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OTTAWA, January 11, 2016 (LifeSiteNews) – After hearing oral arguments Monday, the Supreme Court of Canada has deferred its decision on the federal Liberals’ request for another six months to draft a law governing assisted suicide.

Last February, Canada’s top court struck down the criminal prohibition of assisted suicide as unconstitutional, and gave the government a year to draft legislation to regulate the practice.

But government lawyer Robert Frater argued that the February 2016 deadline doesn’t give the federal Liberals enough time to consult with the provinces and territories on this “very complex” issue, reports the CBC.

“Our request to this court is based protection of the public and the rule of law and ensuring that there’s a comprehensive scheme in place,” the counsel for the attorney-general told the Court. “The number of issues that have to be dealt with here are extremely large and they are very complex.”

The Ontario government also argued for an extension, with Ontario’s attorney-general’s counsel Malliha Wilson noting that the provinces and territories have “uncertainty” regarding the limits of their jurisdiction, the CBC reported.

“The provinces can legislate, but due to the fact that there are no Criminal Code amendments, it becomes that much harder,” she told the Court.

In December, the federal Liberals formed a special joint senate and parliamentary committee to recommend legislative responses to the Supreme Court’s decision.

Although the Senate appointed five members, the House of Commons, which reconvenes January 25, has not yet appointed any MPs to the committee. (The five senators are: Liberal-appointees James Cowan (Nova Scotia) and Serge Joyal (Quebec); Conservatives Nancy Ruth (Ontario), Kelvin Ogilvie (Nova Scotia) and Judith Seidman (Quebec).)

Frater told the Supreme Court Monday that the senators are able to begin their consultations, and that the committee has a February 26 deadline to come up with recommendations. “So the work has to get done by then. That’s the important thing about the establishment of the committee.”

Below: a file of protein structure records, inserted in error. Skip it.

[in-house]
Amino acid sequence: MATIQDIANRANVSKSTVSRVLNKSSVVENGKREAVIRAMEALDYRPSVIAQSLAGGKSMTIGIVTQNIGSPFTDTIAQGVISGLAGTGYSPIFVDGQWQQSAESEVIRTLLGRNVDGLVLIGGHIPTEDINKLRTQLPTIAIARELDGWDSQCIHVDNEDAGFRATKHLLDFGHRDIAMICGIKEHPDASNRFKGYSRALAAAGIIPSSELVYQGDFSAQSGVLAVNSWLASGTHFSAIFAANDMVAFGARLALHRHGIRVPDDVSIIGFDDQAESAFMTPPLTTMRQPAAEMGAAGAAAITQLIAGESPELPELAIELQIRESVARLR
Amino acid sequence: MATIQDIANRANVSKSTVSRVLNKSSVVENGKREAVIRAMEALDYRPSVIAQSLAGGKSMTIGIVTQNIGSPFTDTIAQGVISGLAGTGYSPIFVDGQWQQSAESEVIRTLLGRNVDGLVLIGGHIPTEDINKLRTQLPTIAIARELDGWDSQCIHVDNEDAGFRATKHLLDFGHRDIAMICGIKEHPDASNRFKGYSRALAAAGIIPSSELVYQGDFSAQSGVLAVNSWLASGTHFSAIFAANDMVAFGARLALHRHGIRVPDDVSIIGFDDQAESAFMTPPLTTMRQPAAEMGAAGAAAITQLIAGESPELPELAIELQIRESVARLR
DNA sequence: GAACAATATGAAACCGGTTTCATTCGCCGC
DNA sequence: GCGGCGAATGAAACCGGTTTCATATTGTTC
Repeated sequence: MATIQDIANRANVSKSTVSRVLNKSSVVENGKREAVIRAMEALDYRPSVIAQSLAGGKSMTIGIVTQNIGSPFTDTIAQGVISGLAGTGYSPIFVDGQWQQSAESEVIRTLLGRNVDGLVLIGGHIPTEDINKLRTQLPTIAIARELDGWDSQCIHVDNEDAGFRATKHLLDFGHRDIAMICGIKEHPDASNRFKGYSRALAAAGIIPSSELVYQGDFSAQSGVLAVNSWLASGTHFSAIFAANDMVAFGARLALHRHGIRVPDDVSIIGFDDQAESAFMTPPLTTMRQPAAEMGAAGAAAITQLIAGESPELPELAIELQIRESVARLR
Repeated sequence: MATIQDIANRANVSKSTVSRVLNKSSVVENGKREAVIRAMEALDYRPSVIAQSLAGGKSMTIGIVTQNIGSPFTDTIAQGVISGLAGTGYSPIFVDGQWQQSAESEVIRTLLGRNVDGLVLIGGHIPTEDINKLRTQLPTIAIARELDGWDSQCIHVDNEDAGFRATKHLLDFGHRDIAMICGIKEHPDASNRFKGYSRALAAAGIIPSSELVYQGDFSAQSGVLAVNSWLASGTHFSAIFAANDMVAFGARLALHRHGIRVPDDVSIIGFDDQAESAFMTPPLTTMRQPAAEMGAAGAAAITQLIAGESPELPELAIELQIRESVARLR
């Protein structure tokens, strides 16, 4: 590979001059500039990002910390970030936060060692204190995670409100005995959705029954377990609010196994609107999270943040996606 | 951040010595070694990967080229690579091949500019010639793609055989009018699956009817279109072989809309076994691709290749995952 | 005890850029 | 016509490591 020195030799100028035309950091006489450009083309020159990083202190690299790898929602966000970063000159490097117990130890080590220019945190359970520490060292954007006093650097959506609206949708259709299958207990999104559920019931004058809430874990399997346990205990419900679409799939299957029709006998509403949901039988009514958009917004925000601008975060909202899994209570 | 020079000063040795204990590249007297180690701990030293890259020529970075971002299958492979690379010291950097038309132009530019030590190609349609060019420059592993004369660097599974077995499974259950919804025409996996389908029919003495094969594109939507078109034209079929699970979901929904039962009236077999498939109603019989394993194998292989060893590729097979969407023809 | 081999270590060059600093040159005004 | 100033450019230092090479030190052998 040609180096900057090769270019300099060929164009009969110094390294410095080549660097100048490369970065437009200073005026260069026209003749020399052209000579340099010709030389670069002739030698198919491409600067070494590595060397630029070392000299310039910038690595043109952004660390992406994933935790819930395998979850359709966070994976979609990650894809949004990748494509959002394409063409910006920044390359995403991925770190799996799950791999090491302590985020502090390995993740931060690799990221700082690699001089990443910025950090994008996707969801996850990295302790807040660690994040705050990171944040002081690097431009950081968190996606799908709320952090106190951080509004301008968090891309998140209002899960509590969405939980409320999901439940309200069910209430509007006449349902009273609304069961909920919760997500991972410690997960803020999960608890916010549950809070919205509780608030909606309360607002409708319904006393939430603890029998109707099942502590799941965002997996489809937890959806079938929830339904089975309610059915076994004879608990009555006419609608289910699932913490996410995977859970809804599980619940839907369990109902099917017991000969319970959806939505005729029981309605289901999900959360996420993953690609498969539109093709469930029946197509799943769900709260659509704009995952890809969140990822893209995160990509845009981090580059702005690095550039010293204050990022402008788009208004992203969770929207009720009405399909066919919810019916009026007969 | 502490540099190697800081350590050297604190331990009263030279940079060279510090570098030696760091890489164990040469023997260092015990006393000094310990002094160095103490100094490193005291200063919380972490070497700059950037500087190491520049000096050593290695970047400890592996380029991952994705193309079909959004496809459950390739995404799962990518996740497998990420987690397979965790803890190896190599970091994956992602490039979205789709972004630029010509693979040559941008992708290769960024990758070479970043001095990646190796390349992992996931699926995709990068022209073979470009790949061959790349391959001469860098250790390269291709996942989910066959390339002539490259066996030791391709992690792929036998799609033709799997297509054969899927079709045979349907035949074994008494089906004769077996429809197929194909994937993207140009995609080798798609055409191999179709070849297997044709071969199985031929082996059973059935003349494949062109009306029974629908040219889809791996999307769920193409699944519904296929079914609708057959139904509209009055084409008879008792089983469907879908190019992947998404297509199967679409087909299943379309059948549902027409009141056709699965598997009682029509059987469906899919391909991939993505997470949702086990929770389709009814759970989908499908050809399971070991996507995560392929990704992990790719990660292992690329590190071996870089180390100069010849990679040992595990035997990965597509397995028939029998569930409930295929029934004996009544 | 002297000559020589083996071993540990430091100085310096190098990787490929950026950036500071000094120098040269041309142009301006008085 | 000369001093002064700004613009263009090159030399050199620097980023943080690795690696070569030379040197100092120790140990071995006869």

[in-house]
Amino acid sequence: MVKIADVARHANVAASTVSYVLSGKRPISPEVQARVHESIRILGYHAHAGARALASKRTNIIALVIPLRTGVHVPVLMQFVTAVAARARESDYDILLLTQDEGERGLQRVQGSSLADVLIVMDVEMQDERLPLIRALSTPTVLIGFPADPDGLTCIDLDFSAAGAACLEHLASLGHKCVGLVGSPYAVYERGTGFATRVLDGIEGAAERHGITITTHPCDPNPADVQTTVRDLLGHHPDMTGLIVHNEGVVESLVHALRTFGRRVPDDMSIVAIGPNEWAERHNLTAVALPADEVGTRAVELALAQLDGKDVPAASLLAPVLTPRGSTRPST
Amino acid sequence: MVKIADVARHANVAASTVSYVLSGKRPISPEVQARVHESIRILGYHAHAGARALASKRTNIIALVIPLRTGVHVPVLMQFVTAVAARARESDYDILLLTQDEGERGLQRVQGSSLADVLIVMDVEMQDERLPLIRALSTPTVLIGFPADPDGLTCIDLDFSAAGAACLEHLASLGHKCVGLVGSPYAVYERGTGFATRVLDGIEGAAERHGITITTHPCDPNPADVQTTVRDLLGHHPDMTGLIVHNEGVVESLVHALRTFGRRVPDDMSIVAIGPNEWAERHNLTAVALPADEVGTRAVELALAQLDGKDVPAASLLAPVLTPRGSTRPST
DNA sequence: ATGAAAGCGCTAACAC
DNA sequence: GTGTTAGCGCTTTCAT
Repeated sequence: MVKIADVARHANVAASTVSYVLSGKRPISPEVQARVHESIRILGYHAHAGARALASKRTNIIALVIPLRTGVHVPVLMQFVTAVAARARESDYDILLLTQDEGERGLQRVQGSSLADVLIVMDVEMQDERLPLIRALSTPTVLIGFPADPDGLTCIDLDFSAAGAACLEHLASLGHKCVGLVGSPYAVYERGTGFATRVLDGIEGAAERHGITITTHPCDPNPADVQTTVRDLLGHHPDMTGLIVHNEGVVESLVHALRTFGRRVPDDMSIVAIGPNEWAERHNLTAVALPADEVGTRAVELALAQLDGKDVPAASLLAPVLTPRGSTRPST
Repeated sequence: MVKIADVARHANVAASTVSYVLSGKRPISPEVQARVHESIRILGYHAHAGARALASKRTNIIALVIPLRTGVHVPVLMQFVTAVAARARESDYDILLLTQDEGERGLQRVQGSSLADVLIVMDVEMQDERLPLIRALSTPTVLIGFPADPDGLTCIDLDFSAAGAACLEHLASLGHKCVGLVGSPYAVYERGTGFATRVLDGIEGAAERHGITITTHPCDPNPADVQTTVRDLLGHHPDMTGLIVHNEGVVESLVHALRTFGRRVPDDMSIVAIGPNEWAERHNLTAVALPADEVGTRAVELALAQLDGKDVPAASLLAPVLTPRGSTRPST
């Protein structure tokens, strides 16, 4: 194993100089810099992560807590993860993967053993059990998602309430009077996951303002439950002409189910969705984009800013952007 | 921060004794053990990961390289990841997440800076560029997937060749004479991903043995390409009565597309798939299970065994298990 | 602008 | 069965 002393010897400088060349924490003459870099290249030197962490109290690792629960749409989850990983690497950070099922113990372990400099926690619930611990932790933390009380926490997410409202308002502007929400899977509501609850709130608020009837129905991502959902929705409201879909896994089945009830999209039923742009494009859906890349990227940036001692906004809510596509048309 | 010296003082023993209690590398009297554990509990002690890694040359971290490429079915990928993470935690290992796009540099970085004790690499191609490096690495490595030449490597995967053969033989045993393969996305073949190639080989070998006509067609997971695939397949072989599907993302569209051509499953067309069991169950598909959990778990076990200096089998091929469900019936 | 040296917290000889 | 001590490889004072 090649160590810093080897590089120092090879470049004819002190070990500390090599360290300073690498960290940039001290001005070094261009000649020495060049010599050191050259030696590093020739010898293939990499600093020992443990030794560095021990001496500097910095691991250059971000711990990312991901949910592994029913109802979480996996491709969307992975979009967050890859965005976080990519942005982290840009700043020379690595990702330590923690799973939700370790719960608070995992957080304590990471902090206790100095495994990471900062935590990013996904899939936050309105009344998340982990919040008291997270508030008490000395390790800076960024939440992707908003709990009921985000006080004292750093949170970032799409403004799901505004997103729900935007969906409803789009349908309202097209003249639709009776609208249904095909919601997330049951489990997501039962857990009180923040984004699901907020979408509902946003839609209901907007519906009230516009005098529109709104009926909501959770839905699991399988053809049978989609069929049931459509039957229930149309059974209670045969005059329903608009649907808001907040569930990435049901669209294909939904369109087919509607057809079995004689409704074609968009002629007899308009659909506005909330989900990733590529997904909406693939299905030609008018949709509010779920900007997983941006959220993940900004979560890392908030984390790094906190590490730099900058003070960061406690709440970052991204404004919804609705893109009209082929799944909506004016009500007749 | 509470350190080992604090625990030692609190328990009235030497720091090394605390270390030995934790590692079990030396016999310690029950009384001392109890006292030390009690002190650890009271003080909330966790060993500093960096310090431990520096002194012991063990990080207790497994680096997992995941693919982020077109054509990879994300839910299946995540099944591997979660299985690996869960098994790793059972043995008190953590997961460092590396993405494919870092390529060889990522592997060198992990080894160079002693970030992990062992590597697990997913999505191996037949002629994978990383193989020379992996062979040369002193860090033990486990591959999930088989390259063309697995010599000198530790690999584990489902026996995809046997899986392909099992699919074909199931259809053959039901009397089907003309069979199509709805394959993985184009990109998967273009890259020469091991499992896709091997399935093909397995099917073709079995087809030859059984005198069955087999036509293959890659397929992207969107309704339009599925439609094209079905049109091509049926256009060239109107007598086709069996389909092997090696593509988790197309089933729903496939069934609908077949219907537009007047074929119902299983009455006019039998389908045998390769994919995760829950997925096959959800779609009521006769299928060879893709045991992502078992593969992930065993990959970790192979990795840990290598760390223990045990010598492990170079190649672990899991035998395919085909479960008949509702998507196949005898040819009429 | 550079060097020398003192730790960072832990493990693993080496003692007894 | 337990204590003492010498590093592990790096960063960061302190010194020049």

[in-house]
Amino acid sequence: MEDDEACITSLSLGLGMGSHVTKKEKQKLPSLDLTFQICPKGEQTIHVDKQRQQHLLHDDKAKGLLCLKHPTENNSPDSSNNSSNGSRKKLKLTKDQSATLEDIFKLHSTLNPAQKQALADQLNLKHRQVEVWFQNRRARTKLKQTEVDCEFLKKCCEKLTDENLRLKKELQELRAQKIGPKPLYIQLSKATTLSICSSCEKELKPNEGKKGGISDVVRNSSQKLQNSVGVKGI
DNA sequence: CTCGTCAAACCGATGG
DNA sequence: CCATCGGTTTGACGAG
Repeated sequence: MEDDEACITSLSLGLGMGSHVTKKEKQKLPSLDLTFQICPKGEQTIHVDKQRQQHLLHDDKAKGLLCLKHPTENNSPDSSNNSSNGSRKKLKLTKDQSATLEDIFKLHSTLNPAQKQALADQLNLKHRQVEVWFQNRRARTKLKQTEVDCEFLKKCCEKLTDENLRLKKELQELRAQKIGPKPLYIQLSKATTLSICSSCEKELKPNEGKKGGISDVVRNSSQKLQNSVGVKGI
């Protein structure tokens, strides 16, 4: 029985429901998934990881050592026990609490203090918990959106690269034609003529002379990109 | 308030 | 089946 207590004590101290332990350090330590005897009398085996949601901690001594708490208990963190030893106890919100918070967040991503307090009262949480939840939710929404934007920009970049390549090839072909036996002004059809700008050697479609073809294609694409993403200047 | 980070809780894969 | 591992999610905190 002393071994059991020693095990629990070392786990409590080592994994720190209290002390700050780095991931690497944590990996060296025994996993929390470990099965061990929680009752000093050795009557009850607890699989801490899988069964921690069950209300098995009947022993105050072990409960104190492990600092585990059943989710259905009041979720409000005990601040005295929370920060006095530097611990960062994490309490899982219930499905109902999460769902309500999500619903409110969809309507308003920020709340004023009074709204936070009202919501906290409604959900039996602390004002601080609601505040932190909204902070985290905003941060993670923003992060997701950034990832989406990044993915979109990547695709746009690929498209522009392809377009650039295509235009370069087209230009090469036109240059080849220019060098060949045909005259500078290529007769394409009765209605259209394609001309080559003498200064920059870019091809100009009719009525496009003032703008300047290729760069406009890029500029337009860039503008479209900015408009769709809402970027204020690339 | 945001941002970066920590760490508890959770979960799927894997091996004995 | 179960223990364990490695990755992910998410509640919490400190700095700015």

The Court also heard from lawyer Joseph Arvay, who argued against a six-month extension on behalf of B.C. Civil Liberties Association, according to the Canadian Press.

Avray argued that an extension would impose hardship on people wanting a physician’s help to kill themselves before then. “We have really suffering people,” he said.

Meanwhile, Ontario has scheduled a number of public hearings as part of its consultations on euthanasia and assisted suicide, and Alex Schadenberg, executive director of the Euthanasia Prevention Coalition, urged people opposed to assisted suicide and euthanasia to express their views, even though the panel has demonstrated a pro-assisted suicide and pro-euthanasia bias.

“Absolutely opponents should still have their say,” he told LifeSiteNews last week. “If you say nothing, that’s the best way of ensuring you get what you don’t want.”

Schadenberg pointed out that the Supreme Court decision legalized assisted suicide, but not euthanasia. Conceivably, the federal government could ban the latter, which requires that another person administer a lethal injection to who is asking to be killed.

Those who wish to attend the Ontario consultation in person must pre-register (here). Consultation dates:

  • January 12 Sault Ste Marie: Delta Waterfront Hotel – 208 St Mary's River Dr (6:00 pm)
  • January 14 Barrie: Holiday Inn Hotel & Conference Centre – 20 Fairview Rd (6:00 pm)
  • January 18 Kingston: Holiday Inn Waterfront – 2 Princess St (6:00 pm)
  • January 19 London: Four Points by Sheraton – 1150 Wellington Rd S. (6:00 pm)
  • January 20 Thunder Bay: Valhalla Inn – 1 Valhalla Inn Rd (6:00 pm)
  • January 21 Windsor: Holiday Inn & Suites Ambassador Bridge – 1855 Huron Church Rd (6:00 pm)